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The embattled organisation has been under fire for allegedly downplaying the seriousness of the outbreak, and not properly warning western countries of the impact the virus could have. Worldwide the COVID-19 pandemic has been devastating, with 7,193,478 confirmed cases of the virus, and 408,615 deaths.
WHO officials say that while asymptomatic spread can occur between people, it is not the main way it’s being transmitted.
Maria Van Kerkhove, PhD, WHO’s COVID-19 technical lead and an infectious disease epidemiologist, gave the good news on June 8.
At a news briefing from the agency’s Geneva headquarters, she said: “From the data we have, it still seems to be rare that an asymptomatic person actually transmits onward to a secondary individual.
“It’s very rare.”
Van Kerkhove suggested as a result that government responses should focus on detecting and isolating infected people with symptoms, and tracking anyone who might have come into contact with them.
But she also acknowledged that other studies have asymptomatic or pre-symptomatic spread in nursing homes and in household settings.
Van Kerkhove added that more data is need to “truly answer” the question of whether the coronavirus can spread widely through asymptomatic carriers.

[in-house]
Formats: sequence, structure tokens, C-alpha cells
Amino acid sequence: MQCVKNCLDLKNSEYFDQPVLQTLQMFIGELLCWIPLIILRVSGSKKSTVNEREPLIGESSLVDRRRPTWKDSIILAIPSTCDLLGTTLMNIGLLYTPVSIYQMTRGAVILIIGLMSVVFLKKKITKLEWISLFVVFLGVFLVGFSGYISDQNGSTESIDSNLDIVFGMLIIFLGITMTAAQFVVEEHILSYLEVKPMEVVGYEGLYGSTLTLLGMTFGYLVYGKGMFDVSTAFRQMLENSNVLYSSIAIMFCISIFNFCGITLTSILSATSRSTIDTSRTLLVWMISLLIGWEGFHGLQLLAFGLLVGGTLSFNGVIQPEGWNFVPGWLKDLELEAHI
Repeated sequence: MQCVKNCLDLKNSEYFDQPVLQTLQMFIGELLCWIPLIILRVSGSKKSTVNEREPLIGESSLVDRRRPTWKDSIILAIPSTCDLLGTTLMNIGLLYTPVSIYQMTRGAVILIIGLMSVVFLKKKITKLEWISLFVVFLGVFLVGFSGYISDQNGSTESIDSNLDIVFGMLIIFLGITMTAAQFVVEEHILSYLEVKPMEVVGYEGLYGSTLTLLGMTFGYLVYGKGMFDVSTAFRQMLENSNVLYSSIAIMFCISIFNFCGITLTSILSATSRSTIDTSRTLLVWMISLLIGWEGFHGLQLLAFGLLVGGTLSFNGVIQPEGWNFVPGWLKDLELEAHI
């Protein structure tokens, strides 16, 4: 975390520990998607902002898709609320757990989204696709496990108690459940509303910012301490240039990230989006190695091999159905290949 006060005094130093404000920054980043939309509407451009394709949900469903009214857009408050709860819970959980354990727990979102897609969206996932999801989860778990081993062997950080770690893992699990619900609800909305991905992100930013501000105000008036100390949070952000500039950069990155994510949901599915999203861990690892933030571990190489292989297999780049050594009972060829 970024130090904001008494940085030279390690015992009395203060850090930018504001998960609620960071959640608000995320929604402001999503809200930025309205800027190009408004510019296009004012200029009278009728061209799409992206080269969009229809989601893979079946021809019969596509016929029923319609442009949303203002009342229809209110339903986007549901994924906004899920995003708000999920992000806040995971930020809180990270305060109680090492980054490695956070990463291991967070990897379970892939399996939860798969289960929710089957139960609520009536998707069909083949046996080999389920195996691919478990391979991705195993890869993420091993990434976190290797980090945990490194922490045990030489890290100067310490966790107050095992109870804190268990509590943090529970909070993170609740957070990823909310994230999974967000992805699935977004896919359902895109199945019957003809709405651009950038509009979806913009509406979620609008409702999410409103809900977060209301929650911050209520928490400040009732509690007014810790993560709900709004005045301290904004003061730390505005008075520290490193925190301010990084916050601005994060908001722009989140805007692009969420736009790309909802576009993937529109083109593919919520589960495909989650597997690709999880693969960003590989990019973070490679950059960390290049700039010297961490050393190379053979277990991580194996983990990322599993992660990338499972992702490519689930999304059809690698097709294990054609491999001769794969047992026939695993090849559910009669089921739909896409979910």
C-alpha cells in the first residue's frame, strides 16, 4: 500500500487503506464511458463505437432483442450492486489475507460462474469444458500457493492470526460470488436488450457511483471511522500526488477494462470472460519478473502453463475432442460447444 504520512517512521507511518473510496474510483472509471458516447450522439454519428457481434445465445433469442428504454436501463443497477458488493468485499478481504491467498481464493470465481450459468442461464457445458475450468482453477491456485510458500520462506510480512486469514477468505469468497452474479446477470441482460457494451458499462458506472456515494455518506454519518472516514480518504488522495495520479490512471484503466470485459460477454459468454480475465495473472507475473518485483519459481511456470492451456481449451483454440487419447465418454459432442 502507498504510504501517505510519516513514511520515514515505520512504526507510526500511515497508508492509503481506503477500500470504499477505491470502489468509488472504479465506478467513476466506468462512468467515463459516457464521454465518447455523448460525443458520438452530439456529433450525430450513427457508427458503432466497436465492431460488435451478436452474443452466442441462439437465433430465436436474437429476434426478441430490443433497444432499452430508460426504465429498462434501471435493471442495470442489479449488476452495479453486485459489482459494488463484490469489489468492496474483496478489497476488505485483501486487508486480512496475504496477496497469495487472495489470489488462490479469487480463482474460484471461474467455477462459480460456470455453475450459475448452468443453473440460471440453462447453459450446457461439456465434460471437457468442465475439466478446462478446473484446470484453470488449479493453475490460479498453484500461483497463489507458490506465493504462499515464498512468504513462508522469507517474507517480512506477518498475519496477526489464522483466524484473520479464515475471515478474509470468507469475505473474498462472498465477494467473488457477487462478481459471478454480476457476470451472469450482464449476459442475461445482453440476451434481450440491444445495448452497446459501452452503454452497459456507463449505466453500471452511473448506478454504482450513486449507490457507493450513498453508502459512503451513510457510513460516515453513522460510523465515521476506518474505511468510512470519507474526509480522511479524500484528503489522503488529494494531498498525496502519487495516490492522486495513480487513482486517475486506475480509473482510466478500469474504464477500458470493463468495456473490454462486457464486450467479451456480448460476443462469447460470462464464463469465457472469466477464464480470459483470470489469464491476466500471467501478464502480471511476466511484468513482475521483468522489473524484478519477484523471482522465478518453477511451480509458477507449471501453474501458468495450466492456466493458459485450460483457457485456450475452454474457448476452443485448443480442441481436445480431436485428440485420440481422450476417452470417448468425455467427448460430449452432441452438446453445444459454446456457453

The WHO previously based their guidelines on preliminary evidence from the earliest outbreaks, which indicated that the virus could spread from person-to-person contact, even if the carrier was asymptomatic.
Van Kerkhove said: “We have a number of reports from countries who are doing very detailed contact tracing.
“They’re following asymptomatic cases.
“They’re following contacts.
“And they’re not finding secondary transmission onward.
“It’s very rare.”
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The implication of this finding on global coronavirus policy could be immense: The US’ Centres for Disease Control and Prevention cited the “potential for pre-symptomatic transmission” as a reason for the importance of social distancing.
This is not to suggest that asymptomatic and presymptomatic spread of the virus doesn’t occur, Van Kerkhove makes clear, but indicates that the worst fears of transmission is rare.
She said: “What we really want to be focused on is following the symptomatic cases.
“If we actually followed all of the symptomatic cases, isolated those cases, followed the contacts and quarantined those contacts, we would drastically reduce (the outbreak).”
It comes as countries all over the world begin to drastically ease their lockdown measures as they start to see an end to the pandemic.
In the UK, coronavirus daily deaths have dropped to levels last seen before lockdown was called.
A further 55 people died after testing positive with the virus as of 5PM on Sunday, taking the total to 40,597.
However fewer deaths are usually reported on Mondays, due to a reporting lag over the weekend.
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